How to get pet insurance: Is it required and where to find the best cover
Wondering how to get pet insurance and why you should bother? We give you a head start on finding the best policies
If you have ever wondered how to get pet insurance, then it's very likely you're concerned about future veterinary bills. After all, as our pets grow older, there's a greater chance they will develop health problems and yet treatments are often expensive. This will only add stress during an already worrying time.
In some ways, having the best pet insurance in place for your furkid is like a superhero, removing much of the financial worry surrounding their wellbeing. It's why more and more owners are taking out policies, giving them greater peace of mind. And yet insurance doesn't appear to be all that widespread.
While take-up is relatively high in the United Kingdom (around 3.6 million owners have pet insurance), it is notoriously low in the United States, where just 2% of pets are insured (opens in new tab). At the same time, claims have risen hugely over the past decade.
Statista Research (opens in new tab) says claims in the UK alone amounted to £452 million in 2012 and £815m in 2019, with most of the money presumably spent on veterinary treatment. But it's not just about protecting your pet's health. Pet insurance providers go further, paying out for pets who are lost or stolen as well as those who die or cause damage to property.
The important thing is to work out if a policy will perform well for you – and whether you can even get cover for your pets in the first place!
Should I get pet insurance?
At the very least, you should consider getting pet insurance. Although you may look at the UK figures and assume the increased claim payouts are due to more people owning and insuring their pets, that's not actually the case. The number of pet owners taking out insurance has remained steady throughout that period so something else must be happening!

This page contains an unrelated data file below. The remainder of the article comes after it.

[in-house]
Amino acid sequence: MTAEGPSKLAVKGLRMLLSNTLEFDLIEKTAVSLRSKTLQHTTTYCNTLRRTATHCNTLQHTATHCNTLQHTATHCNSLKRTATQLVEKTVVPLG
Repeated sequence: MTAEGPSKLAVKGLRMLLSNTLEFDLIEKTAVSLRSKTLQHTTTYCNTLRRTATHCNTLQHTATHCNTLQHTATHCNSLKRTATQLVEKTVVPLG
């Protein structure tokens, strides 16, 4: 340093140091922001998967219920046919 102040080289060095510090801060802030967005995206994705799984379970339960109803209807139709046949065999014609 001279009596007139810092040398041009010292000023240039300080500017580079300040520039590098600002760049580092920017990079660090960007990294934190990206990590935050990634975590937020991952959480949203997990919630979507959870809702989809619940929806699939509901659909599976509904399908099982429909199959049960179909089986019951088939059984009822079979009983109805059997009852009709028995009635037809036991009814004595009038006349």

Indeed, what you are seeing is reflective of increased treatment costs which are rising the world over. So while the vast majority of pet owners in the US pay for veterinary bills out of their own pocket, for instance, there's no getting around the fact that the costs are continuing to go up.
It means there's no real way of knowing just how much vet bills will be in five or 10 years from now. What we do know is that they're not getting any cheaper. A five-day stay in a pet hospital could set you back an average of $1,500 to $3,500 with X-rays costing between $150 and $250 and oxygen therapy $500! In the UK, ongoing treatment for a cruciate ligament could, says Tesco Bank (opens in new tab), cost as much as £4,383!
Certainly, 80% of vets recommend getting pet insurance, as veterinarian Dr Joanna Woodnutt MRCVS points out when listing 7 reasons to get your pet insured with the best policy possible. And while some people may prefer an alternative option of setting money aside, those savings pots can take time to build. Even then, you can't be sure that you'd have enough in there.